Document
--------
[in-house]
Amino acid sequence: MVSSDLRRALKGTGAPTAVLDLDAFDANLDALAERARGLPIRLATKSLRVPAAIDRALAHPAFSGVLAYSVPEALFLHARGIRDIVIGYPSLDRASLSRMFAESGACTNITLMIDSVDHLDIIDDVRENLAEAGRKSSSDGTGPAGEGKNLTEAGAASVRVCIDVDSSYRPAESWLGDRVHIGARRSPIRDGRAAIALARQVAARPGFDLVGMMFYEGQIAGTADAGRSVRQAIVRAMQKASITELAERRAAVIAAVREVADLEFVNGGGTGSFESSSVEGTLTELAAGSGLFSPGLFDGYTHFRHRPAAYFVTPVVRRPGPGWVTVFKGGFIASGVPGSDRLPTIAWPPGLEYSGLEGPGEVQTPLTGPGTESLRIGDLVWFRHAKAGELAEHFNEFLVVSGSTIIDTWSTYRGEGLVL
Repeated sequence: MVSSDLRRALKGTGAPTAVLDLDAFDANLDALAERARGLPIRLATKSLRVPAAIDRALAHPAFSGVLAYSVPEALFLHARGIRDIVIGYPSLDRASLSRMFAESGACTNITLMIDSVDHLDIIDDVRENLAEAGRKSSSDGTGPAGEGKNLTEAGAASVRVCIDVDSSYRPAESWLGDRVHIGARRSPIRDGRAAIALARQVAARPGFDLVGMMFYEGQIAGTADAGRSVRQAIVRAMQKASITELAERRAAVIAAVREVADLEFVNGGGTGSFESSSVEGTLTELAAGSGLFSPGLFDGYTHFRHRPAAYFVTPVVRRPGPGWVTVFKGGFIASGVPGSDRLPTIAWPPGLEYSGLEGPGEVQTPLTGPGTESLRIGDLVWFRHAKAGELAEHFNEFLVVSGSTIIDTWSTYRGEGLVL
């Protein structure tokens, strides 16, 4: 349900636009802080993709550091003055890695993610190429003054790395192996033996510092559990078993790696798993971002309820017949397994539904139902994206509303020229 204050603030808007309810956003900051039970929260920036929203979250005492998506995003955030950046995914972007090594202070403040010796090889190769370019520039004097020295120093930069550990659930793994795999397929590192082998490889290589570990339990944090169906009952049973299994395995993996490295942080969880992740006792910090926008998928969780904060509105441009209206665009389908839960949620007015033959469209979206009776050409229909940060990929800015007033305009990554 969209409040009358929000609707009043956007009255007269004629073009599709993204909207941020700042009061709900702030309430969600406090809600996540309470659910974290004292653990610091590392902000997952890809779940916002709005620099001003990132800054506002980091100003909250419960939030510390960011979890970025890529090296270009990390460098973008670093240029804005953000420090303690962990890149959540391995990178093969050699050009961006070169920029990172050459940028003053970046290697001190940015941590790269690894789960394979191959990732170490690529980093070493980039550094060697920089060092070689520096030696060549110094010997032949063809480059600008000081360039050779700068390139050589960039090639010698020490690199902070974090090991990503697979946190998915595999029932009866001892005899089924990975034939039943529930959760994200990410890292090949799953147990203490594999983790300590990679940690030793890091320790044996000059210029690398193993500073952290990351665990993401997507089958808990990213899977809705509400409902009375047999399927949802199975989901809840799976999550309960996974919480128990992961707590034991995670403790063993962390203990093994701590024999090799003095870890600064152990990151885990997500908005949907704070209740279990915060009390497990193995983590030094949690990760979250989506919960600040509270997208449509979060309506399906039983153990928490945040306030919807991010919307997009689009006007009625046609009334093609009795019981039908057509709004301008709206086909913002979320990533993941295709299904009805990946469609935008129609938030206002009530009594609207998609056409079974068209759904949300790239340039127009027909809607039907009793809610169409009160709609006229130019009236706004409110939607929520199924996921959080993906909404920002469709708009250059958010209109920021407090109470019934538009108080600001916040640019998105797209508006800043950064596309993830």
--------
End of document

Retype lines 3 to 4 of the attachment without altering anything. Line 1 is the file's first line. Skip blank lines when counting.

Repeated sequence: MVSSDLRRALKGTGAPTAVLDLDAFDANLDALAERARGLPIRLATKSLRVPAAIDRALAHPAFSGVLAYSVPEALFLHARGIRDIVIGYPSLDRASLSRMFAESGACTNITLMIDSVDHLDIIDDVRENLAEAGRKSSSDGTGPAGEGKNLTEAGAASVRVCIDVDSSYRPAESWLGDRVHIGARRSPIRDGRAAIALARQVAARPGFDLVGMMFYEGQIAGTADAGRSVRQAIVRAMQKASITELAERRAAVIAAVREVADLEFVNGGGTGSFESSSVEGTLTELAAGSGLFSPGLFDGYTHFRHRPAAYFVTPVVRRPGPGWVTVFKGGFIASGVPGSDRLPTIAWPPGLEYSGLEGPGEVQTPLTGPGTESLRIGDLVWFRHAKAGELAEHFNEFLVVSGSTIIDTWSTYRGEGLVL
């Protein structure tokens, strides 16, 4: 349900636009802080993709550091003055890695993610190429003054790395192996033996510092559990078993790696798993971002309820017949397994539904139902994206509303020229 204050603030808007309810956003900051039970929260920036929203979250005492998506995003955030950046995914972007090594202070403040010796090889190769370019520039004097020295120093930069550990659930793994795999397929590192082998490889290589570990339990944090169906009952049973299994395995993996490295942080969880992740006792910090926008998928969780904060509105441009209206665009389908839960949620007015033959469209979206009776050409229909940060990929800015007033305009990554 969209409040009358929000609707009043956007009255007269004629073009599709993204909207941020700042009061709900702030309430969600406090809600996540309470659910974290004292653990610091590392902000997952890809779940916002709005620099001003990132800054506002980091100003909250419960939030510390960011979890970025890529090296270009990390460098973008670093240029804005953000420090303690962990890149959540391995990178093969050699050009961006070169920029990172050459940028003053970046290697001190940015941590790269690894789960394979191959990732170490690529980093070493980039550094060697920089060092070689520096030696060549110094010997032949063809480059600008000081360039050779700068390139050589960039090639010698020490690199902070974090090991990503697979946190998915595999029932009866001892005899089924990975034939039943529930959760994200990410890292090949799953147990203490594999983790300590990679940690030793890091320790044996000059210029690398193993500073952290990351665990993401997507089958808990990213899977809705509400409902009375047999399927949802199975989901809840799976999550309960996974919480128990992961707590034991995670403790063993962390203990093994701590024999090799003095870890600064152990990151885990997500908005949907704070209740279990915060009390497990193995983590030094949690990760979250989506919960600040509270997208449509979060309506399906039983153990928490945040306030919807991010919307997009689009006007009625046609009334093609009795019981039908057509709004301008709206086909913002979320990533993941295709299904009805990946469609935008129609938030206002009530009594609207998609056409079974068209759904949300790239340039127009027909809607039907009793809610169409009160709609006229130019009236706004409110939607929520199924996921959080993906909404920002469709708009250059958010209109920021407090109470019934538009108080600001916040640019998105797209508006800043950064596309993830």